Save the Childhood Foundation, which was started under the banner of Bachpan Bachao Andolan, developed the concept and application of child friendly villages as a way to not only promote education for all but also combat the cycle of child labor. Child labor is both a cause as well as a consequence of poverty, illiteracy and lack of human security. The aim of child friendly villages is to create and sustain a child friendly atmosphere within the community to ensure education and put an end to child labor.
We have a 22-page case study (in English only) on this example titled Building Child Friendly Villages: Using village strengths to combat child labour and other exploitative practices. In the case study, you will find information on:
It's full of practical information for anyone interested in setting up such a community. Here's a quote related to protecting children, who are vulnerable but don't necessarily know it:
"The idea was to make children aware of the exploitative nature of child labour, to emancipate them and make them self-reliant so as to eliminate the curse of child labour. For this to become reality, the active participation and cooperation of family, society, the village panchayat, and local administration is also essential."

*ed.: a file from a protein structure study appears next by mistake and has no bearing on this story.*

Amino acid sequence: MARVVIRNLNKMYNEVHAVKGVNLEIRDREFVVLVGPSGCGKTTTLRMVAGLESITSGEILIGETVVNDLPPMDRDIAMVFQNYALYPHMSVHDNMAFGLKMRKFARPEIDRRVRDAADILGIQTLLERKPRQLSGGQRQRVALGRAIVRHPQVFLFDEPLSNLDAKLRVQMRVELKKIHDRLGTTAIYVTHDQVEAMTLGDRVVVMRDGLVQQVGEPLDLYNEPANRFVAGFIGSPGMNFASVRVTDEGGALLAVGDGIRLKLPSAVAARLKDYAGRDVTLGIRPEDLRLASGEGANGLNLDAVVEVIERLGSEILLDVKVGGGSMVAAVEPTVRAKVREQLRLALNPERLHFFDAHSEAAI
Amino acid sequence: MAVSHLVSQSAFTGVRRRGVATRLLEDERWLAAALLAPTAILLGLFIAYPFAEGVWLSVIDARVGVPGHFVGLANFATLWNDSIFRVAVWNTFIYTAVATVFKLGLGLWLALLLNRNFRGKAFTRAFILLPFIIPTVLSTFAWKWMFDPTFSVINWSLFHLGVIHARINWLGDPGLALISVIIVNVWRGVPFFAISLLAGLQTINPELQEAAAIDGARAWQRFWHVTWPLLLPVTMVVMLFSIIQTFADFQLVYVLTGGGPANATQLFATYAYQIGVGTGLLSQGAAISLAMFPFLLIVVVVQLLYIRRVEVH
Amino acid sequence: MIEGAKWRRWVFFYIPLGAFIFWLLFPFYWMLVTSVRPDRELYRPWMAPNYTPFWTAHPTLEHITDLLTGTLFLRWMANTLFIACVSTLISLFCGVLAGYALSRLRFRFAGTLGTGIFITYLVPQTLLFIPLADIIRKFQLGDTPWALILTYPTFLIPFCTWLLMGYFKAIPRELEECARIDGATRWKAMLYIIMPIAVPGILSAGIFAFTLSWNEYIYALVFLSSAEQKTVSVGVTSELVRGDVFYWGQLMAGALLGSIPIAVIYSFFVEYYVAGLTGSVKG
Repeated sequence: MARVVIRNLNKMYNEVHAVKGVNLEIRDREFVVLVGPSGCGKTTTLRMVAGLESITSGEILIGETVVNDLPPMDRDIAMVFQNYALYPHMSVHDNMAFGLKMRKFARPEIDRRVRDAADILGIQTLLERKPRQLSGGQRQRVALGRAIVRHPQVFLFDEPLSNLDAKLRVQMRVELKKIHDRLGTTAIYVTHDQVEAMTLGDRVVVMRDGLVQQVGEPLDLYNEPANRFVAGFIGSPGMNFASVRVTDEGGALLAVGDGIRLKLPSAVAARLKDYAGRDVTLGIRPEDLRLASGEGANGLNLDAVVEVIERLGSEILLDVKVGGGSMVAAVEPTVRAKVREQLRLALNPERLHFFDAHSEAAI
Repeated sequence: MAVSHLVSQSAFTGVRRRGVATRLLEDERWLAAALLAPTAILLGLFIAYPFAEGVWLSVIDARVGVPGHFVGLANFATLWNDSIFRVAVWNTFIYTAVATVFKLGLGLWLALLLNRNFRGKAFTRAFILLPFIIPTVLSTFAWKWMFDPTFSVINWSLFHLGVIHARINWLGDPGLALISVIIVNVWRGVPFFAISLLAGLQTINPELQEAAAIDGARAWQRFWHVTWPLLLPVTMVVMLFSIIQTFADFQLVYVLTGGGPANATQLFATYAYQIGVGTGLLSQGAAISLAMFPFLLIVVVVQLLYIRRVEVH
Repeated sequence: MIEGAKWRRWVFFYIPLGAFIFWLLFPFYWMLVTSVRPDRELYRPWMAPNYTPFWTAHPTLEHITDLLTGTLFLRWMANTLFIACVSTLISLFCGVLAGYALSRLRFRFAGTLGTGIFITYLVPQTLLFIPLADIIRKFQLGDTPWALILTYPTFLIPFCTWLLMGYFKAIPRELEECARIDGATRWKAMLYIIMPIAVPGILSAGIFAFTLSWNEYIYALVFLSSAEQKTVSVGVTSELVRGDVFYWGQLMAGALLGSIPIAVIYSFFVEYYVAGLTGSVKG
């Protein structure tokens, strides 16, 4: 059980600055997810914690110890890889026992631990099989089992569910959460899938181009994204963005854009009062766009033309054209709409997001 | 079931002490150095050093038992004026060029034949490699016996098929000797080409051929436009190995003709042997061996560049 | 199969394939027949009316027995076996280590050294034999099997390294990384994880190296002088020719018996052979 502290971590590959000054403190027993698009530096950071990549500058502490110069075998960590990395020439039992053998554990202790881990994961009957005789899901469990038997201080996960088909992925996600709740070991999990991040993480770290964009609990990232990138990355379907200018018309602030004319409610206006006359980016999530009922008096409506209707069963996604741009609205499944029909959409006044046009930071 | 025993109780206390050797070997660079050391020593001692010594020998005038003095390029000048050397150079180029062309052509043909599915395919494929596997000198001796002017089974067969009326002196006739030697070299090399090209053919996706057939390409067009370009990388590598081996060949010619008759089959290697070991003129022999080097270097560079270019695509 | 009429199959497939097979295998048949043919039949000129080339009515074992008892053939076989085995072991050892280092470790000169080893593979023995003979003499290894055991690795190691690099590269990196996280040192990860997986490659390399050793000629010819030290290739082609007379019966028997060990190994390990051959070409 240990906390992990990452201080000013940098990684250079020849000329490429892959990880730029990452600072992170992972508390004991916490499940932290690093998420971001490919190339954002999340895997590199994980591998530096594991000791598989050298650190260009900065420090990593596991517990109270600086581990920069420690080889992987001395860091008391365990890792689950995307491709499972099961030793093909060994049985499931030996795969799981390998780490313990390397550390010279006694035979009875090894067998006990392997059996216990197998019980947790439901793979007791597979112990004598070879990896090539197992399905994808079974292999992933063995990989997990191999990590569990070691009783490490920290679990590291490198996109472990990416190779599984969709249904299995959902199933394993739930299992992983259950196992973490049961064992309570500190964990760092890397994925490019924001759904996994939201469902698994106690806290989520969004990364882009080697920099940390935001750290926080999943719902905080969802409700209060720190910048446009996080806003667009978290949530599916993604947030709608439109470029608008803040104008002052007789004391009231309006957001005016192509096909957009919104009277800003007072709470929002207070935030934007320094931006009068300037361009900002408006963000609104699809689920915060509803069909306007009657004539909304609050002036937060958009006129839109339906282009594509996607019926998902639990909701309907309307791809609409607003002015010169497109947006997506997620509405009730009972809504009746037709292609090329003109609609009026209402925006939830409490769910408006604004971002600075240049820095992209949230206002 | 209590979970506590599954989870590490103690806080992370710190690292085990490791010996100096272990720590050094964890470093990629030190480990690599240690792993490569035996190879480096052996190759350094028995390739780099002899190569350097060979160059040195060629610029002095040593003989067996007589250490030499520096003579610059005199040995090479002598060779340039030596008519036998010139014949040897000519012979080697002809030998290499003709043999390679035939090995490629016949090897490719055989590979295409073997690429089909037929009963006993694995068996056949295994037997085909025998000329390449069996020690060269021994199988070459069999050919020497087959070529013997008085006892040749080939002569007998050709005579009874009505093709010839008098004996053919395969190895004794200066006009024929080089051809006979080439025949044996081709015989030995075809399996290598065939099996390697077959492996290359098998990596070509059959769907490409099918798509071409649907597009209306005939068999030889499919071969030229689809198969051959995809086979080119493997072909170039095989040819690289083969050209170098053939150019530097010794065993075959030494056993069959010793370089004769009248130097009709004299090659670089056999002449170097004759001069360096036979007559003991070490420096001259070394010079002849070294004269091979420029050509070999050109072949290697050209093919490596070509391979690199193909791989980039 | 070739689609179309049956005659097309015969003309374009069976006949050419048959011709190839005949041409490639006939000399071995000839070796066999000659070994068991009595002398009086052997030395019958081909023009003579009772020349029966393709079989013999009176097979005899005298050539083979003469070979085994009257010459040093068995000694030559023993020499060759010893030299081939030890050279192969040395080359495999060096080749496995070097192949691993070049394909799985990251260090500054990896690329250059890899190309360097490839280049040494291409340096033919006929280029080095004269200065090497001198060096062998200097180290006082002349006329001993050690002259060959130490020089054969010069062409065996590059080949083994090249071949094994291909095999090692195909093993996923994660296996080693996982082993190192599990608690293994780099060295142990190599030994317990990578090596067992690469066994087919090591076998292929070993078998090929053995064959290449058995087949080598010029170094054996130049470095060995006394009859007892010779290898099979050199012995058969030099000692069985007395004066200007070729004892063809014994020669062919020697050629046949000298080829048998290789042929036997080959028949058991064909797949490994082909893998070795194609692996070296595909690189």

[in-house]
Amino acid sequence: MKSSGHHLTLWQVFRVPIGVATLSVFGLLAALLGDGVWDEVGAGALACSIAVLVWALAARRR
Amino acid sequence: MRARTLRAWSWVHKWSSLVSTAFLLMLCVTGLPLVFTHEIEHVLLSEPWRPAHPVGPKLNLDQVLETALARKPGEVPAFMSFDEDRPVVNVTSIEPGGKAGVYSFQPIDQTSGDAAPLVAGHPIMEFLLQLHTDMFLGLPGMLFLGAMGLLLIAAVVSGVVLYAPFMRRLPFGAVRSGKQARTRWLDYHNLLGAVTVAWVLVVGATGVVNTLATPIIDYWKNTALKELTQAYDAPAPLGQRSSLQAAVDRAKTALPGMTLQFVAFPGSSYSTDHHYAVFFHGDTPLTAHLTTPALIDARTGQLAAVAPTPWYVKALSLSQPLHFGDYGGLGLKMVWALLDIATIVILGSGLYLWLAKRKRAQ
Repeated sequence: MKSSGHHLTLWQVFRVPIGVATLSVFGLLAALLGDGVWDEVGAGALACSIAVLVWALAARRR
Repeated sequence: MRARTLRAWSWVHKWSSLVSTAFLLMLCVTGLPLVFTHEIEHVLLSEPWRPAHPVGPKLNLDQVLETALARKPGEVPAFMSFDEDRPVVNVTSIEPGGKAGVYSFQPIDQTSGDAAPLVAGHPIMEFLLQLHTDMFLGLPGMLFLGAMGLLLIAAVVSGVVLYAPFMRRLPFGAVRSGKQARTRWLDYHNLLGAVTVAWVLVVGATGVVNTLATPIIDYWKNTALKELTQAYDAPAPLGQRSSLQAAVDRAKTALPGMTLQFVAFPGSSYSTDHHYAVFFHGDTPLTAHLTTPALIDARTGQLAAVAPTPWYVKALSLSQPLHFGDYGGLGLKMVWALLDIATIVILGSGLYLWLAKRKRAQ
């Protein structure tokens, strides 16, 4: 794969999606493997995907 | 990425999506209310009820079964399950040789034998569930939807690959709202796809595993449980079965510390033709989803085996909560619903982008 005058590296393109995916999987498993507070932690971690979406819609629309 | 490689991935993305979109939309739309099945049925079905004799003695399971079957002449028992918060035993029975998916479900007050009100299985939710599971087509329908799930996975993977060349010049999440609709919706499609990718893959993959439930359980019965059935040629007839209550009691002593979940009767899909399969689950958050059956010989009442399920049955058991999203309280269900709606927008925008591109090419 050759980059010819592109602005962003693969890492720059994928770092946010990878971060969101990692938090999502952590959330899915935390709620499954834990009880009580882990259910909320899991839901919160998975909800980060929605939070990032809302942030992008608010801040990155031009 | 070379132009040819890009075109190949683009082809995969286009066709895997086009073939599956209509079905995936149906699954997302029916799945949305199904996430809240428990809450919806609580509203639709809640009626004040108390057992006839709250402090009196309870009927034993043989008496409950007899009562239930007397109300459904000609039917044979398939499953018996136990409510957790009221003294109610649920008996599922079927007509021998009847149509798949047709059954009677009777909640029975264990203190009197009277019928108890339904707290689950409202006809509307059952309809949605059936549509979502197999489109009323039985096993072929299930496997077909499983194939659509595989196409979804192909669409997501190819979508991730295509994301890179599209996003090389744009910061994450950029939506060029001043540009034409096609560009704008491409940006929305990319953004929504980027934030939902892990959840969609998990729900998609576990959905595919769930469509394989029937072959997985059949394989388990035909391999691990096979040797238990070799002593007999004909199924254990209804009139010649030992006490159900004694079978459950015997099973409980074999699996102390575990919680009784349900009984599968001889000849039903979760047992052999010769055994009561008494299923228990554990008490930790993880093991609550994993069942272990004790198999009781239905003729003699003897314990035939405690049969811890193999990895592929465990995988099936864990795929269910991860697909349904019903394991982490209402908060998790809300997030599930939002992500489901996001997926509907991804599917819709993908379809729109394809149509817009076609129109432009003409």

In this sense, the safe spaces are a preventative tactic. Are there other examples of preventative safe spaces?
- Kristin Antin, New Tactics Online Community Builder
I definitely agree with Kristin. We, as Bachpan Bachao Andolan have been developing child friendly villages since 2000. We have created more than 300 child friendly villages so far. The concept of child friendly village is a preventive measure to stop trafficking of children for labour.
Bachpan Bachao Andolan realized that until the village community is sensitised and made aware on child rights, the problem of child labour cannot be abolished. Hence, child friendly villages started. What we do here is empowerment of the entire village community, making them aware of their rights. We can only cretae safe spaces when the tragetted groups are aware of their existing rights. Only when they are empowered, will they feel safe.
Also it is important that these vulnerable groups are given due attention from the government. In BBA, we work with the village community, making them aware of the welfare schemes from the government, empowering them with informations. Working for a long time in the villages, we have found that these village communties are often neglected or are not given due importance.
In order to create safe space not only the enire community must be sensitised but also the government.